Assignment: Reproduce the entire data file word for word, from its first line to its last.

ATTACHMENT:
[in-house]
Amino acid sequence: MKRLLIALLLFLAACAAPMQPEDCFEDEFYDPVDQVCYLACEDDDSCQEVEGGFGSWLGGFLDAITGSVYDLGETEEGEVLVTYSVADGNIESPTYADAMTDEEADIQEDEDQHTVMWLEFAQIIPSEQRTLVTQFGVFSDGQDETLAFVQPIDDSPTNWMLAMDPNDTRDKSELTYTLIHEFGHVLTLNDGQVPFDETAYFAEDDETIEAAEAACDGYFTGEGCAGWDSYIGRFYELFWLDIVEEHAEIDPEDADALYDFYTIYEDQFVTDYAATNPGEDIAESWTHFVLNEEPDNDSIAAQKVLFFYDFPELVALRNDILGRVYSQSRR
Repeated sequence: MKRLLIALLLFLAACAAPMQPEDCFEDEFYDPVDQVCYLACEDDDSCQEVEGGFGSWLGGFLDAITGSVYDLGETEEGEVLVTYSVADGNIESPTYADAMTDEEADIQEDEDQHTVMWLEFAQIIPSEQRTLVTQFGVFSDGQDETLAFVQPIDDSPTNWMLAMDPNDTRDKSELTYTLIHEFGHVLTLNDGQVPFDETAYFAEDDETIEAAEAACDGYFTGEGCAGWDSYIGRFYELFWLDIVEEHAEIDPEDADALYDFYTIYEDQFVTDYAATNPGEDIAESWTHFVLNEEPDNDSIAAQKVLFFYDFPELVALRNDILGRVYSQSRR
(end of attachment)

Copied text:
[in-house]
Amino acid sequence: MKRLLIALLLFLAACAAPMQPEDCFEDEFYDPVDQVCYLACEDDDSCQEVEGGFGSWLGGFLDAITGSVYDLGETEEGEVLVTYSVADGNIESPTYADAMTDEEADIQEDEDQHTVMWLEFAQIIPSEQRTLVTQFGVFSDGQDETLAFVQPIDDSPTNWMLAMDPNDTRDKSELTYTLIHEFGHVLTLNDGQVPFDETAYFAEDDETIEAAEAACDGYFTGEGCAGWDSYIGRFYELFWLDIVEEHAEIDPEDADALYDFYTIYEDQFVTDYAATNPGEDIAESWTHFVLNEEPDNDSIAAQKVLFFYDFPELVALRNDILGRVYSQSRR
Repeated sequence: MKRLLIALLLFLAACAAPMQPEDCFEDEFYDPVDQVCYLACEDDDSCQEVEGGFGSWLGGFLDAITGSVYDLGETEEGEVLVTYSVADGNIESPTYADAMTDEEADIQEDEDQHTVMWLEFAQIIPSEQRTLVTQFGVFSDGQDETLAFVQPIDDSPTNWMLAMDPNDTRDKSELTYTLIHEFGHVLTLNDGQVPFDETAYFAEDDETIEAAEAACDGYFTGEGCAGWDSYIGRFYELFWLDIVEEHAEIDPEDADALYDFYTIYEDQFVTDYAATNPGEDIAESWTHFVLNEEPDNDSIAAQKVLFFYDFPELVALRNDILGRVYSQSRR